OIG Tells CMS It Could Save $910 Million on Lab Test Costs

Report was made public last week and a sign that CMS officials want more power to set prices

IT IS ONE MORE POWERFUL SIGN of the changing times. Last week, the Office of the Inspector (OIG) publicly released a study it had done of the prices paid for lab testing and how the Medicare program could use this information to reduce the cost of Part B clinical laboratory testing.

It was The Wall Street Journal that first published a story on June 11 about this new OIG report. It noted that OIG estimated that the Medicare program could save $910 million per year in lab testing costs. This was based on the OIG’s newly released study.

To put this in context for pathologists and clinical laboratory executives, the OIG says that Medicare paid $8.2 billion for Part B clinical laboratory tests in 2010. Thus, savings of $910 million would be a reduction of 11.1% in payments to the nation’s clinical laboratories during that year.

 Lab Test Fees under Attack

The OIG’s report is a sign of the times because, on all fronts, clinical laboratory test fees are being attacked and reduced. The fact that someone in the federal Department of Health and Human Services (DHHS) chartered the OIG to perform this study indicates that a strategy is in play.

It appears that the goal of that strategy is to give Medicare program officials the statutory and regulatory powers they desire to bring the fees for Part B clinical laboratory testing down to the levels paid by Medicaid programs and private health insurers.

This is a high-risk strategy for both the Medicare program and the clinical laboratory industry. That’s because it is widely acknowledged that many state Medicaid programs currently pay fees that hardly allow a lab to recover the marginal cost of performing the tests.

OIG Studies Lab Prices

The OIG’s report is titled “Comparing Lab Test Payment Rates: Medicare Could Achieve Substantial Savings.” Its release date is June 2013 and it is publication number OEI-07-11-00010.

In this report, the OIG studied just 20 types of lab tests that represent the highest volume of claims submitted to Medicare. It collected payment data from 50 state Medicaid programs and three of the Federal Employee Health Benefits (FEHB) plans. It looked at three factors, which are themselves a window into thinking at DHHS.

The three factors were: 1) how each entity formulated its lab test fee schedule or payment rates; 2) whether the patient was charged a co-payment; and, 3) if that program counted the lab test charges toward a member’s deductible.

Among the four objectives laid out in the report, the OIG wanted to determine “the amount Medicare could have saved if it had paid a rate equal to the lowest insurer’s payment rate for the 20 selected lab tests.”

Using that as a standard, the OIG wrote that “Our approach provides a conservative estimate of potential savings to the Medicare program because using Medicaid claim payment amounts or an FEHB plan’s lowest rate could produce greater differences in comparison to Medicare-allowed amounts.”

Cutting to the chase, the OIG wrote that “Medicare could have saved $910 million in 2011 if it had paid the lowest insurer’s payment rate for 20 lab tests.”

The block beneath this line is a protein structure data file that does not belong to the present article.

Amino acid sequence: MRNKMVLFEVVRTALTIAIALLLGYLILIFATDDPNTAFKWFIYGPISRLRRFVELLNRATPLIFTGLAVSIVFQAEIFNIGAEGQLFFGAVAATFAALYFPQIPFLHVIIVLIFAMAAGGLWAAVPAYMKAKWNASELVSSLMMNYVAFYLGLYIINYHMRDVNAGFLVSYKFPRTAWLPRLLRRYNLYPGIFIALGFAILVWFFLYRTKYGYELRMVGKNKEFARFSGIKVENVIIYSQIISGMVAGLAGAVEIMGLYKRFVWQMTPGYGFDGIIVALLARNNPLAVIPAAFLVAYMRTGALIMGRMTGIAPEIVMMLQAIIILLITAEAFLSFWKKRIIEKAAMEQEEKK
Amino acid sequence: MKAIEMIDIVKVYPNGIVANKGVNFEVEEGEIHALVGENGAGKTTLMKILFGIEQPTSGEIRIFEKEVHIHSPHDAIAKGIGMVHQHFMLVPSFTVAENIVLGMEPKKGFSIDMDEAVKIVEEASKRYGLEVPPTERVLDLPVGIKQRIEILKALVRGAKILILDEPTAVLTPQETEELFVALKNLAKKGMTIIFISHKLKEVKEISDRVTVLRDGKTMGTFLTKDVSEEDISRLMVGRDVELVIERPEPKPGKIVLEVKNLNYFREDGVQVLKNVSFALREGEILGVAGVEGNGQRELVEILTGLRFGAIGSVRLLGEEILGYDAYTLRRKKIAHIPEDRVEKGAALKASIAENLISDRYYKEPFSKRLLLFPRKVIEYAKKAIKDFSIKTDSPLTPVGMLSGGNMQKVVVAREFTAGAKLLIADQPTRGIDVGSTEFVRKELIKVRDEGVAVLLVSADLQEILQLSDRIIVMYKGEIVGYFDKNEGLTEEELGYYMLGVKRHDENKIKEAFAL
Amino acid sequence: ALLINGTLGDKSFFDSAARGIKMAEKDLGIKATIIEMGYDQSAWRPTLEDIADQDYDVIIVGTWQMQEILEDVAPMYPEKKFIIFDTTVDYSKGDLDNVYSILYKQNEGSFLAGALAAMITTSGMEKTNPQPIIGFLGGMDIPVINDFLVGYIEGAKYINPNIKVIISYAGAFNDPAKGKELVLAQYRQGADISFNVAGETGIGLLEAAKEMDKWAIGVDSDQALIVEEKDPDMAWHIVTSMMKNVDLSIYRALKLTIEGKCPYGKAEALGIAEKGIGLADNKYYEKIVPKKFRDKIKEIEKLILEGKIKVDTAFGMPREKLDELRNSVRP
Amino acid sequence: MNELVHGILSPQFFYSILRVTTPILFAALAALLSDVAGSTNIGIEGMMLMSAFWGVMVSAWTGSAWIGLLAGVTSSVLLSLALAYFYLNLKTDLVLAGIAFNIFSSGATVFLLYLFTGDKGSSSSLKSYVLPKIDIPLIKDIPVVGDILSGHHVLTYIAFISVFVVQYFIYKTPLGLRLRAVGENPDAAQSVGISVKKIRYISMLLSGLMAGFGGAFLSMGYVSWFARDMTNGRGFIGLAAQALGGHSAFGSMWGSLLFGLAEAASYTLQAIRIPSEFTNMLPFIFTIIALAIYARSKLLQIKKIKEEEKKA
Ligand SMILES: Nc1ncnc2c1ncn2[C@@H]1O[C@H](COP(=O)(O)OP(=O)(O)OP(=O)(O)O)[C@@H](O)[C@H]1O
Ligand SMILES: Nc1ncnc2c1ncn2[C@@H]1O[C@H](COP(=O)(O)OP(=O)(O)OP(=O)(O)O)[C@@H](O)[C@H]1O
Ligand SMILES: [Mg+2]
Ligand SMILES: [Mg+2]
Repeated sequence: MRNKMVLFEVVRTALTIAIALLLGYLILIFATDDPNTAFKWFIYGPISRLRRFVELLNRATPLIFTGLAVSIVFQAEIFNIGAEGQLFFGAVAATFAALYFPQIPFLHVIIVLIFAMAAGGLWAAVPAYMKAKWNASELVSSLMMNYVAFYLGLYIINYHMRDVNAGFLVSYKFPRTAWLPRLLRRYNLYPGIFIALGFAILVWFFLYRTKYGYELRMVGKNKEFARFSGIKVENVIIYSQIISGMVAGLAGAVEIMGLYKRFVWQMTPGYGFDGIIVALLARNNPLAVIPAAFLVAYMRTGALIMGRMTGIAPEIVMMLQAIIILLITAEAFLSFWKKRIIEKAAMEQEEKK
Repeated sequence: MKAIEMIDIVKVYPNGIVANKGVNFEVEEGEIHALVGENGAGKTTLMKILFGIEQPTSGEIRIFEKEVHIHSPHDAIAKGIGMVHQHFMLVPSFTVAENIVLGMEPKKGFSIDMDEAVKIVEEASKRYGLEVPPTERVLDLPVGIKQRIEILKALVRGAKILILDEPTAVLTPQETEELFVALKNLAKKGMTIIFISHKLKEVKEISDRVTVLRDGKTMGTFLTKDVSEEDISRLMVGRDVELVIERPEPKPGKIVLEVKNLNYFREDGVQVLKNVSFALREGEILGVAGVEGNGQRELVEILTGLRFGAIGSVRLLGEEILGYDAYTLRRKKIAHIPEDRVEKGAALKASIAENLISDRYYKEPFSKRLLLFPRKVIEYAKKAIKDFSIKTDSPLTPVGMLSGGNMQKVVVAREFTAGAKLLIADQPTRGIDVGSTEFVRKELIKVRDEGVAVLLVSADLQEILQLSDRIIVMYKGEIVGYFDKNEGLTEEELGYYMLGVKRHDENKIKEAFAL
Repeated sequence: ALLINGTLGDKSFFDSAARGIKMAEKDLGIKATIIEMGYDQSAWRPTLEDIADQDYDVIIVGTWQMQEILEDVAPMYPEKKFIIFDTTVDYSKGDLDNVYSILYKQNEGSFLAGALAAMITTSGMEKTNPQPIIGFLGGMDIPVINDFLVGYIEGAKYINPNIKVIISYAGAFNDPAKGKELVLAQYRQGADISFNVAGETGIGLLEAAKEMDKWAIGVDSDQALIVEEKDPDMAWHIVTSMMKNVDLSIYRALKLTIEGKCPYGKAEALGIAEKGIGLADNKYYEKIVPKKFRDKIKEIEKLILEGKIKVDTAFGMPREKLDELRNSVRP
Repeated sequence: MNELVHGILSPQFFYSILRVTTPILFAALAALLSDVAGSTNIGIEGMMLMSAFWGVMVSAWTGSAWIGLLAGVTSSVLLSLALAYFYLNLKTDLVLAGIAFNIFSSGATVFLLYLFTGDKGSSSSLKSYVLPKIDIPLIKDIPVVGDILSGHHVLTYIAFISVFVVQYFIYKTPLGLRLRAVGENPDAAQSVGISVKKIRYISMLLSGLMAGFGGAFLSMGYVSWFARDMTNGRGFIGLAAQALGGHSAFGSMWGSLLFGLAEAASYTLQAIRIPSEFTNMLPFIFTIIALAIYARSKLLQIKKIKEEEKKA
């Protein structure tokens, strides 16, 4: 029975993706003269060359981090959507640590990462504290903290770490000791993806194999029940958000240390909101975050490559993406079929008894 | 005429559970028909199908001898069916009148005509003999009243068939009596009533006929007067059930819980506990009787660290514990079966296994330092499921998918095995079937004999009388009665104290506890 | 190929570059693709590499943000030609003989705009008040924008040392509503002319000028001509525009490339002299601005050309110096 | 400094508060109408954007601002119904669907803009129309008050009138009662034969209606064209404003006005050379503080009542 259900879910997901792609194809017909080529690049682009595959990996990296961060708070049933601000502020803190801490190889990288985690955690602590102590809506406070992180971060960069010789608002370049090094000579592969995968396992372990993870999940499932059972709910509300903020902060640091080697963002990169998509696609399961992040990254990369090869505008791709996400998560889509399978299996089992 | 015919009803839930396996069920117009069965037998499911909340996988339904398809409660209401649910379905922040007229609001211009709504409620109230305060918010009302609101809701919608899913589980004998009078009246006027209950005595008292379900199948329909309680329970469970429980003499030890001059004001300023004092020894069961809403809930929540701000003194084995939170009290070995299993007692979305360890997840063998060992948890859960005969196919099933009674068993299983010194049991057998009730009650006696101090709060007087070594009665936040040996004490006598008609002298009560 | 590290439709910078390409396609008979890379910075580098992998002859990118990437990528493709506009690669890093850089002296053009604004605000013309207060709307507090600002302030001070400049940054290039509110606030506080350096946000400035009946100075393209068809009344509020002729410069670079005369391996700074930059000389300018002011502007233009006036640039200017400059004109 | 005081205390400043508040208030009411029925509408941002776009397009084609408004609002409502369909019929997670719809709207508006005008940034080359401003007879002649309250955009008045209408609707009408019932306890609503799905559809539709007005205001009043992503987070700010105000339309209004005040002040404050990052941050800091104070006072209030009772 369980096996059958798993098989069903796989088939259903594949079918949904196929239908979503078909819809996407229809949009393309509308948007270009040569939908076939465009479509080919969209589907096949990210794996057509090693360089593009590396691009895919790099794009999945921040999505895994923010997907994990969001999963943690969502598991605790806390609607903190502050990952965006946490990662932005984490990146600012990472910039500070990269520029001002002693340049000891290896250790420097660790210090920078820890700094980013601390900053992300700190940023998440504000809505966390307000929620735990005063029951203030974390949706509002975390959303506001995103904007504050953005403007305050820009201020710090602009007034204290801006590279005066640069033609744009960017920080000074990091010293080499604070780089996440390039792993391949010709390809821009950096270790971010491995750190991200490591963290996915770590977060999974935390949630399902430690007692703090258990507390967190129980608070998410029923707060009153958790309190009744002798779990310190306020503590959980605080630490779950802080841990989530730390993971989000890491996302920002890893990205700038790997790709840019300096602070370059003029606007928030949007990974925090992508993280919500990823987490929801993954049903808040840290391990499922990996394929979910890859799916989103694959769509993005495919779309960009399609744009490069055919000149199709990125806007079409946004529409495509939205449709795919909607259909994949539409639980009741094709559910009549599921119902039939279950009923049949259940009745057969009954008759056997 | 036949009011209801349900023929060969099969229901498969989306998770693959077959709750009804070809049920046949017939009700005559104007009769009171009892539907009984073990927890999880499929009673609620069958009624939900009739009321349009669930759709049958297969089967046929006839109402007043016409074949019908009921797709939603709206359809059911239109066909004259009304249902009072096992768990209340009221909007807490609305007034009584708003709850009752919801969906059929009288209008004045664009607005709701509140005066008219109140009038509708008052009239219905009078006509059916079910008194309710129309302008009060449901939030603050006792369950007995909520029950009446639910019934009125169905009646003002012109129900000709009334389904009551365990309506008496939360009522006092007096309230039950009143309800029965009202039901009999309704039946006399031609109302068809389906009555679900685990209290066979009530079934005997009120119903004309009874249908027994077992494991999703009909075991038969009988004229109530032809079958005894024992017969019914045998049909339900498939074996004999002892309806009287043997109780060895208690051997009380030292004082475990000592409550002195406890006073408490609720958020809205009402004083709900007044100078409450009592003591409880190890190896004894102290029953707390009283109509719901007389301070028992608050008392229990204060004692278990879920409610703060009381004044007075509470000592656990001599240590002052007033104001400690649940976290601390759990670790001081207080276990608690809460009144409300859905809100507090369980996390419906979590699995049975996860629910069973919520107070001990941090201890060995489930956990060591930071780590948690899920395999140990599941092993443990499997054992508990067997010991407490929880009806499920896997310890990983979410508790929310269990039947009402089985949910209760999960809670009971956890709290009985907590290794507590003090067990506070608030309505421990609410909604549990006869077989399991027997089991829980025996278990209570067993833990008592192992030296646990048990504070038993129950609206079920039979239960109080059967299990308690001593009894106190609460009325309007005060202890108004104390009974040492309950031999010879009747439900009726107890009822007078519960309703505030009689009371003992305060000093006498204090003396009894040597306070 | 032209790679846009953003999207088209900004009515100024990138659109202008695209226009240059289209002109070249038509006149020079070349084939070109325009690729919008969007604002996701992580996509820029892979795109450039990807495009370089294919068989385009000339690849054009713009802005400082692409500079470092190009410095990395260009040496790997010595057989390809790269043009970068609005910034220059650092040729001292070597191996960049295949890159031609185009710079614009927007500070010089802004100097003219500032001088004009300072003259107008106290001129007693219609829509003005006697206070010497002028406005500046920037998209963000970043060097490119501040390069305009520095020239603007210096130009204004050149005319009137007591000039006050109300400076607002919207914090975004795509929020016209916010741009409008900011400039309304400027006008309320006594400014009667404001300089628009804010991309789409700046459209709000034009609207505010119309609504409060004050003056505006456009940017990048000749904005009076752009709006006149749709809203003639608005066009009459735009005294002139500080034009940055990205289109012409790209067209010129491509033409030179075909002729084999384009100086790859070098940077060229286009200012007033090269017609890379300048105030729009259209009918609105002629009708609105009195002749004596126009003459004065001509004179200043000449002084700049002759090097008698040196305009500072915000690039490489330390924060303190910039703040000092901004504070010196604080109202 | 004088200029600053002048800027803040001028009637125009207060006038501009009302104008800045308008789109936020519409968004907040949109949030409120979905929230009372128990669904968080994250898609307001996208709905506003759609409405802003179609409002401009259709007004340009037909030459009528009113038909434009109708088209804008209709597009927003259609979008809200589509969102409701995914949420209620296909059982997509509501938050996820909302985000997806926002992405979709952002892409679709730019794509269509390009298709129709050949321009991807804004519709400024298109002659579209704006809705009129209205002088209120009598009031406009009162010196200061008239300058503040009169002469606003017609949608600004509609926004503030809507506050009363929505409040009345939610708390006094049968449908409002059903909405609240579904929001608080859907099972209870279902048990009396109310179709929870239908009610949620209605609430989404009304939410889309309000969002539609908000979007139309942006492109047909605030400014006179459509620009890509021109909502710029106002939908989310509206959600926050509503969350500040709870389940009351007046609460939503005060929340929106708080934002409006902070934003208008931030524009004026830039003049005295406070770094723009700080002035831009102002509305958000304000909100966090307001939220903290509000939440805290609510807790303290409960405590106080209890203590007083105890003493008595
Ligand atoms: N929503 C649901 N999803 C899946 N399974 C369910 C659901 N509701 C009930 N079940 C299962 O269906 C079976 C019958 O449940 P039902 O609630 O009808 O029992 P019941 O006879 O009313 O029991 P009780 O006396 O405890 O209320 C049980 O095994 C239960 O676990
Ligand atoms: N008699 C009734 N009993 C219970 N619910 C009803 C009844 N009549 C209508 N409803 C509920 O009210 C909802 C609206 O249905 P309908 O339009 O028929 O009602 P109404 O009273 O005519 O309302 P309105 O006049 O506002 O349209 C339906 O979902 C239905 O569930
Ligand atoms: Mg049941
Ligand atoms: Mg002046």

Potential Deep Price Cuts

The examples provided in the report demonstrate the radical change in pricing that would result if the Medicare program were to drop Part B clinical lab test fees to the levels discussed in the OIG report. For the commonly performed thyroid panel (HCPCS Code 84443), Medicare reimbursed $348 million for 14.8 million tests during 2011. Had Medicare “paid providers for these tests at the lowest established rate among the insurers we surveyed, it could have saved approximately $140 million, or 40%,” noted the report authors.

In a memo to Daniel R. Levinson, dated April 26, 2013 and signed by Marilyn Tavenner, Acting Adminstrator of the Centers for Medicare & Medicare Services (CMS), she noted that the OIG had written “The OIG recommends that CMS seek legislation that would allow CMS to establish lower payment rates for lab tests.”

In response, Tavenner wrote, “The CMS appreciates OIG’s recommendations and the valuable work reflected in this report. CMS is currently exploring whether it has the authority under the current statute to revise payments for clinical diagnostic laboratory services consistent with the OIG’s recommendation.”

This is a forewarning to the lab testing industry that CMS is accumulating data it can use with Congress to support legislation that would give it more direct control to set prices under the Medicare Part B Clinical Laboratory Test Fee Schedule.

Further, the OIG report notes that a number of Medicaid programs require patient co-pays for clinical laboratory testing. This may be a sign that CMS would like to argue to Congress that it should reinstate a 20% patient co-pay for clinical lab tests.

Two Big Concerns for Labs

Given the collective reimbursement cuts enacted in recent years, to subtract an additional $910 billion from the annual revenue of clinical labs throughout the nation would guarantee a tidal wave of lab bankruptcies, not to mention depriving millions of patients—both Medicare and non-Medicare—access to a first-rank medical laboratory in their community. That’s because it will be the smaller, local laboratories that will be first to close their doors.

2011’s Top Four Part B Tests Account for $1 Billion in Cost

DATA FROM THE REPORT on Medicare Part B clinical lab testing spending in 2011 reveal that just four tests accounted for $1 billion of that spending.

In its report, the Office of the Inspector General concluded that the Medicare program could save as much as $910 million per year if it changed how it prices Part B clinical laboratory testing.

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